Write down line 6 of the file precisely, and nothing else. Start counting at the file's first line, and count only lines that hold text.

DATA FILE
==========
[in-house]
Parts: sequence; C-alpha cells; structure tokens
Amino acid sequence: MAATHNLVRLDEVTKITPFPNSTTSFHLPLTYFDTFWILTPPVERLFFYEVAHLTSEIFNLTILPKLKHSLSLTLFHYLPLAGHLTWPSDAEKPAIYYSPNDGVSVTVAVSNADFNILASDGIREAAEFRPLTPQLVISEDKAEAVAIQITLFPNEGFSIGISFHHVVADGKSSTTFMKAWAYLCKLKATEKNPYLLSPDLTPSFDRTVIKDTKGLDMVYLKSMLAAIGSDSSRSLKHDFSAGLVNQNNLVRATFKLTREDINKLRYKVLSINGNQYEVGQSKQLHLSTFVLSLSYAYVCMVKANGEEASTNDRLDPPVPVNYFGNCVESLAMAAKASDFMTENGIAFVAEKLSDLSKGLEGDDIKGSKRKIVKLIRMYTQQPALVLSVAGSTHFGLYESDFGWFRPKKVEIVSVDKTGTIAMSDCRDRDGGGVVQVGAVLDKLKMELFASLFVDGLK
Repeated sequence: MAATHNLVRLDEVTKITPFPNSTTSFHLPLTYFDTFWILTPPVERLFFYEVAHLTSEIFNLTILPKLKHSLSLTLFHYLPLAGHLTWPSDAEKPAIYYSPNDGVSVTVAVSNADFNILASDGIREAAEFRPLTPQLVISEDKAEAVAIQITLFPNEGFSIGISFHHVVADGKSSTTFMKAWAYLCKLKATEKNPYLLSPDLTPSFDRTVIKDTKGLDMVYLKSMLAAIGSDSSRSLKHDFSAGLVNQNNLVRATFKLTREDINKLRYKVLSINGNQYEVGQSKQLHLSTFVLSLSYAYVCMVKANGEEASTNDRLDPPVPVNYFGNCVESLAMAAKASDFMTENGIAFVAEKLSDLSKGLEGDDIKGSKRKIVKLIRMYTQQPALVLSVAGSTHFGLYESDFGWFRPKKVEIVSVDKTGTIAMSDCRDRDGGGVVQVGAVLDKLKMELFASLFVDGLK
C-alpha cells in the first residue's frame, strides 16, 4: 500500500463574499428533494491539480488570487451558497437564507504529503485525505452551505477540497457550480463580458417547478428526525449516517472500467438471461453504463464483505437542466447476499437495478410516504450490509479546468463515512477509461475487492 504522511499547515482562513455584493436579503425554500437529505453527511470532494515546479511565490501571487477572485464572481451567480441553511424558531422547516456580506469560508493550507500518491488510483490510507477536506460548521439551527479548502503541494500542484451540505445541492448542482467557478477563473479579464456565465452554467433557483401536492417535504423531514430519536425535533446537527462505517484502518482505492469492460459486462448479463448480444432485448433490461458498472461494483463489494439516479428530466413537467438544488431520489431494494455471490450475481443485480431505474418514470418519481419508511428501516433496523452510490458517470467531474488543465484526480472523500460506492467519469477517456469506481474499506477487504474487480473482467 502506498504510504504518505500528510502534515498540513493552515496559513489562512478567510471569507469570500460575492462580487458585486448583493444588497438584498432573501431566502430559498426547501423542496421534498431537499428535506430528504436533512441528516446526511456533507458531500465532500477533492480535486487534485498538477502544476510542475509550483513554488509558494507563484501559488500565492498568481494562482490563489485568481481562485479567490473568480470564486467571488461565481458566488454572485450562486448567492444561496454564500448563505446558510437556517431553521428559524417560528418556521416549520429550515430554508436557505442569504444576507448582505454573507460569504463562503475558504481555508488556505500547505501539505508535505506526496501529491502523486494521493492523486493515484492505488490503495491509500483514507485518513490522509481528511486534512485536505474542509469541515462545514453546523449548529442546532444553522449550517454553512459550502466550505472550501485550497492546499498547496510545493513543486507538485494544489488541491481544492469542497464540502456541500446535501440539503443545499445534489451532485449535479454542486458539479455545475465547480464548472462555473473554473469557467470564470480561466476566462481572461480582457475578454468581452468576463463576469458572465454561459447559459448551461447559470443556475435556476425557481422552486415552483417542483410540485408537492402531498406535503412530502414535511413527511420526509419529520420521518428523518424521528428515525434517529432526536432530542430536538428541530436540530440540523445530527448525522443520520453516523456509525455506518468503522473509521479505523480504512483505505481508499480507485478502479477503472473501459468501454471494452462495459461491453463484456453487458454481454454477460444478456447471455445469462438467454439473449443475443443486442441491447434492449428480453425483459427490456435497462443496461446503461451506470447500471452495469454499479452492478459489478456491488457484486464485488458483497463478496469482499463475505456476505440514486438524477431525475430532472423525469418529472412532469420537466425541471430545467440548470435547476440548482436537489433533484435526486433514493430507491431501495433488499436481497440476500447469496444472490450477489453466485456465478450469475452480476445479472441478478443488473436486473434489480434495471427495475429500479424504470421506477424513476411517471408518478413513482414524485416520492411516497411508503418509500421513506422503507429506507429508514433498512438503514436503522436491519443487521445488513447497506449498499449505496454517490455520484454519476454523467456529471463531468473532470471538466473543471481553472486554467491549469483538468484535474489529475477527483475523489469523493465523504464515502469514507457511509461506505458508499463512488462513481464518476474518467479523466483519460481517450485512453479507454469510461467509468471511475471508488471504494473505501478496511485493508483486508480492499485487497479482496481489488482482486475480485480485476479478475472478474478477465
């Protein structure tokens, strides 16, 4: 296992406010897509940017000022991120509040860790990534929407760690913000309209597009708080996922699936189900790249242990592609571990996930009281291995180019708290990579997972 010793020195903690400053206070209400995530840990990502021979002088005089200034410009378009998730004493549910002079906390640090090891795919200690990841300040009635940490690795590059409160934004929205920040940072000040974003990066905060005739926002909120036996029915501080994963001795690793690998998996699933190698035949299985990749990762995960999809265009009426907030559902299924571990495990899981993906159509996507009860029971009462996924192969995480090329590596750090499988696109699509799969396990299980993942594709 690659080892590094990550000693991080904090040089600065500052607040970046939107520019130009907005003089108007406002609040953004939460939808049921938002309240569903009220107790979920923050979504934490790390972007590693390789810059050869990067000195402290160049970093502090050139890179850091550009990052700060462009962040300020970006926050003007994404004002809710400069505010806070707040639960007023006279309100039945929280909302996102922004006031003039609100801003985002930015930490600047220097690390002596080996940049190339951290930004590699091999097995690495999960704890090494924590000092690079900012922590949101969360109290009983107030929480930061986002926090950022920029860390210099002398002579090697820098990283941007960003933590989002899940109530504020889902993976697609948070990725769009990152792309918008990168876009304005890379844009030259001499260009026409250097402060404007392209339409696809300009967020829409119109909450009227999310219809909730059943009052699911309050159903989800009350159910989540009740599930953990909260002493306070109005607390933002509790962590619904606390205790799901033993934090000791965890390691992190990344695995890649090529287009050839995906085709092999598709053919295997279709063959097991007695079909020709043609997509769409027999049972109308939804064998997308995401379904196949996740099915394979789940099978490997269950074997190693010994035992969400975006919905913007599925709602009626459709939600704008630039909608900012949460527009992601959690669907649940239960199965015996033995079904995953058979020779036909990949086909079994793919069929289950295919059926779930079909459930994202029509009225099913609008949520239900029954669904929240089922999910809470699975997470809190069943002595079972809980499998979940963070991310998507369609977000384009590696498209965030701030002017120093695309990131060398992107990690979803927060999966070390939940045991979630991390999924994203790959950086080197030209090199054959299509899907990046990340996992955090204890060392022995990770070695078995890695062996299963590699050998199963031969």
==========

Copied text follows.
């Protein structure tokens, strides 16, 4: 296992406010897509940017000022991120509040860790990534929407760690913000309209597009708080996922699936189900790249242990592609571990996930009281291995180019708290990579997972 010793020195903690400053206070209400995530840990990502021979002088005089200034410009378009998730004493549910002079906390640090090891795919200690990841300040009635940490690795590059409160934004929205920040940072000040974003990066905060005739926002909120036996029915501080994963001795690793690998998996699933190698035949299985990749990762995960999809265009009426907030559902299924571990495990899981993906159509996507009860029971009462996924192969995480090329590596750090499988696109699509799969396990299980993942594709 690659080892590094990550000693991080904090040089600065500052607040970046939107520019130009907005003089108007406002609040953004939460939808049921938002309240569903009220107790979920923050979504934490790390972007590693390789810059050869990067000195402290160049970093502090050139890179850091550009990052700060462009962040300020970006926050003007994404004002809710400069505010806070707040639960007023006279309100039945929280909302996102922004006031003039609100801003985002930015930490600047220097690390002596080996940049190339951290930004590699091999097995690495999960704890090494924590000092690079900012922590949101969360109290009983107030929480930061986002926090950022920029860390210099002398002579090697820098990283941007960003933590989002899940109530504020889902993976697609948070990725769009990152792309918008990168876009304005890379844009030259001499260009026409250097402060404007392209339409696809300009967020829409119109909450009227999310219809909730059943009052699911309050159903989800009350159910989540009740599930953990909260002493306070109005607390933002509790962590619904606390205790799901033993934090000791965890390691992190990344695995890649090529287009050839995906085709092999598709053919295997279709063959097991007695079909020709043609997509769409027999049972109308939804064998997308995401379904196949996740099915394979789940099978490997269950074997190693010994035992969400975006919905913007599925709602009626459709939600704008630039909608900012949460527009992601959690669907649940239960199965015996033995079904995953058979020779036909990949086909079994793919069929289950295919059926779930079909459930994202029509009225099913609008949520239900029954669904929240089922999910809470699975997470809190069943002595079972809980499998979940963070991310998507369609977000384009590696498209965030701030002017120093695309990131060398992107990690979803927060999966070390939940045991979630991390999924994203790959950086080197030209090199054959299509899907990046990340996992955090204890060392022995990770070695078995890695062996299963590699050998199963031969």